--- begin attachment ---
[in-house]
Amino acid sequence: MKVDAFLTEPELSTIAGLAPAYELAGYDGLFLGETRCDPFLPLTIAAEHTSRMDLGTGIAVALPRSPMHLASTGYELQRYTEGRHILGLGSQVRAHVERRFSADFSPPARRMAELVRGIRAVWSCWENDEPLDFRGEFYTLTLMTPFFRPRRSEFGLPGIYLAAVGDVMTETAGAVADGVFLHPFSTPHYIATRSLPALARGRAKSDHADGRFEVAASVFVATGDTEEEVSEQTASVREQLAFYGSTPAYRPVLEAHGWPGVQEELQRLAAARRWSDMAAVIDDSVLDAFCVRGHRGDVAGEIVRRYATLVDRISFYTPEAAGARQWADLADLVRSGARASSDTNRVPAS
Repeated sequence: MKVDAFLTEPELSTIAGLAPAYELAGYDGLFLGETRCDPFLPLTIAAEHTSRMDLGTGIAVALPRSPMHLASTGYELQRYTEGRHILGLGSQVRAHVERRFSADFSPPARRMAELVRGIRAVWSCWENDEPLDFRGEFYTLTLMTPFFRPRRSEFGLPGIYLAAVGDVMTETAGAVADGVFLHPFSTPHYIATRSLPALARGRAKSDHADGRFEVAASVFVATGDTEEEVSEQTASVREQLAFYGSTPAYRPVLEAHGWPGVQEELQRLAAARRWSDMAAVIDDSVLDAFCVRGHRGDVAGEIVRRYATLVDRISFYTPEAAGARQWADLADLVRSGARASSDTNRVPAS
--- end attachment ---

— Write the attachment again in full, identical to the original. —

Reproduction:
[in-house]
Amino acid sequence: MKVDAFLTEPELSTIAGLAPAYELAGYDGLFLGETRCDPFLPLTIAAEHTSRMDLGTGIAVALPRSPMHLASTGYELQRYTEGRHILGLGSQVRAHVERRFSADFSPPARRMAELVRGIRAVWSCWENDEPLDFRGEFYTLTLMTPFFRPRRSEFGLPGIYLAAVGDVMTETAGAVADGVFLHPFSTPHYIATRSLPALARGRAKSDHADGRFEVAASVFVATGDTEEEVSEQTASVREQLAFYGSTPAYRPVLEAHGWPGVQEELQRLAAARRWSDMAAVIDDSVLDAFCVRGHRGDVAGEIVRRYATLVDRISFYTPEAAGARQWADLADLVRSGARASSDTNRVPAS
Repeated sequence: MKVDAFLTEPELSTIAGLAPAYELAGYDGLFLGETRCDPFLPLTIAAEHTSRMDLGTGIAVALPRSPMHLASTGYELQRYTEGRHILGLGSQVRAHVERRFSADFSPPARRMAELVRGIRAVWSCWENDEPLDFRGEFYTLTLMTPFFRPRRSEFGLPGIYLAAVGDVMTETAGAVADGVFLHPFSTPHYIATRSLPALARGRAKSDHADGRFEVAASVFVATGDTEEEVSEQTASVREQLAFYGSTPAYRPVLEAHGWPGVQEELQRLAAARRWSDMAAVIDDSVLDAFCVRGHRGDVAGEIVRRYATLVDRISFYTPEAAGARQWADLADLVRSGARASSDTNRVPAS